A grandson. John A. Maxwell, born March 28, 1838 at Wapella, died there in July 1920. He married Julia Troxel. A daughter of Samuel and Mary Troxel. Both are buried in the Rock Creek Cemetery.
A great grandson, Amos Dick Maxwell, born March 3. 1875, at Wapella, died in Normal, Illinois, September 30, 1958. He married Mollie Border, born in Ewing, Illinois, February 11, 1880. Amos Dick and Mollie were married December 15, 1901 and farmed their adult lives. Both are buried in Memorial Park Cemetery in Clinton.
A great-great-grandson, Carl Maxwell, born December 21, 1908 at Wapella died in Clinton, June 24, 1972. He married Nellie Stone November 17, 1928. Nellie was born March 28, 1907, a daughter of William and Phymetta Alwood Stone, died October 4, 1972. She is buried with her husband in Memorial Park Cemetery.
A great-great-great granddaughter, Margaret, was born November 1, 1940 in Clinton and married J. B. Trowbridge March 13. 1958 in Clinton. Margaret is bookkeeper at Gottlieb's. Her son, John Steven, born August 20, 1959 in Clinton, received his schooling in Clinton, graduating from Illinois Wesleyan with a Bachelor's Degree and has received a Master's Degree from Drake University of Iowa in 1982. He is now employed with the United States Postal Department, Bloomington, Illinois. Submitted by Margaret Burger
John moved with his parents from North Carolina to Indiana. He moved in to southern McLean County, Illinois in the early 1830's. DeWitt County, Illinois was created on March 1, 1839. The first election was held in the newly organized county on May 6, 1839.
The offices voted on and the individuals competing were:
John Maxwell 256 Votes Winner
James Vandeventer 226 Votes Winner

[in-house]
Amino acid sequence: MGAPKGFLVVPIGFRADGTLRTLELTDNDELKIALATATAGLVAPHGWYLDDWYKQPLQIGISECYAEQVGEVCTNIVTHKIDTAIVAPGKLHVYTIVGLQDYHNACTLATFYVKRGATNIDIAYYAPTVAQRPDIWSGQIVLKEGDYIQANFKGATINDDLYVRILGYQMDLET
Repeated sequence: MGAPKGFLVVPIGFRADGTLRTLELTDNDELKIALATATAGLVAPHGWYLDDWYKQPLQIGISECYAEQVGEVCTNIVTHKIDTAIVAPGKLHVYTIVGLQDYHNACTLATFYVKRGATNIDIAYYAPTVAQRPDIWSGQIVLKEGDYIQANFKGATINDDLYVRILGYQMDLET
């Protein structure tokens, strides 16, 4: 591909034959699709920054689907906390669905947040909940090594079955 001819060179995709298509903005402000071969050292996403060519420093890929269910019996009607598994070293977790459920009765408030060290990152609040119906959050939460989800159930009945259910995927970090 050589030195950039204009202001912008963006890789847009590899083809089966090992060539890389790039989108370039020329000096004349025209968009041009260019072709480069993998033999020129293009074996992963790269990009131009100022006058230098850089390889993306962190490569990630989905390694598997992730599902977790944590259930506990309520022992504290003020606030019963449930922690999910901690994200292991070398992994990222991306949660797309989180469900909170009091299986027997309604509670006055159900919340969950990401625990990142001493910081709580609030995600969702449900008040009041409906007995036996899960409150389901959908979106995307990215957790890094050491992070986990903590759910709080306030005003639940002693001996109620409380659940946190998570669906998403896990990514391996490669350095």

John Hughs 221 Votes Winner
Russell Post 199 Votes
Nehemiah Clifton 195 Votes
Andrew Wallace 188 Votes
Richard Webb 83 Votes
He was one of the first county commissioners, serving from May to September, 1839 and again 1845 to 1849. He served as associate justice of the County Court, and was a farmer throughout his life.
John Maxwell an old citizen of this county, died on Monday night at the residence of his son, at the age of eight five. At the age of 15 he moved with his parents to Indiana. In 1832 he moved near Bloomington on a tract of land he entered from the government. This he afterward sold and in 1838 moved with his family to Rock Creek. He gave each of his children at different times forty acres of land for them to start with. He was justice of the peace in Waynesville Township for a great many years. His remains were laid to rest in the Rock Creek Cemetery on Tuesday.
01/09/1891 -- Mr. John MAXWELL, an old citizen of this county, died at his son's residence on Tuesday and was buried at Rock Creek on Wednesday. Mr. Maxwell was near his eighty-fifth year. He as J. P. for a good many years in Waynesville township and was known and respected by all who knew him. In September 1838, he settled near Rock Creek, when DeWitt and McLean were one county.
01/16/1891 -- One of the Early Pioneers, It is proper that the death of John MAXWELL should have more mention than the short notices in our papers about him. Next to Garrison WRIGHT he could tell more, and helped to make more, of the early history of McLean, Tazewell and DeWitt counties than any man now living within the three counties. Our acquaintance with him commenced in September 1841, but we think he lived in McLean County at the time of the deep snow. Before DeWitt County was formed, in 1838, Macon County extended to the north line of township number twenty north, and McLean County extended south to the south line of township number twenty-one. The dividing line ran about a mile south of Waynesville through the village of Wapella, and on east, leaving Farmer City, then Mt. Pleasant, in McLean County. Waynesville, as we remember, is an older town than Bloomington, and there were many persons who had lived in three counties-Tazewell, McLean and DeWitt-and yet had not changed their residence. Chicago was once in Tazewell county, and history says that there were a few men in an early day who rode on horseback from Chicago to Mackinaw town, the county seat of Tazewell county, to procure their marriage license-a six days' trip with the best of traveling, but if the streams were high it would occasionally take two, and even three, weeks. In fact, there is extent a few copies of Gazetteer that describes Chicago as "a small village on Lake Michigan in Pike County."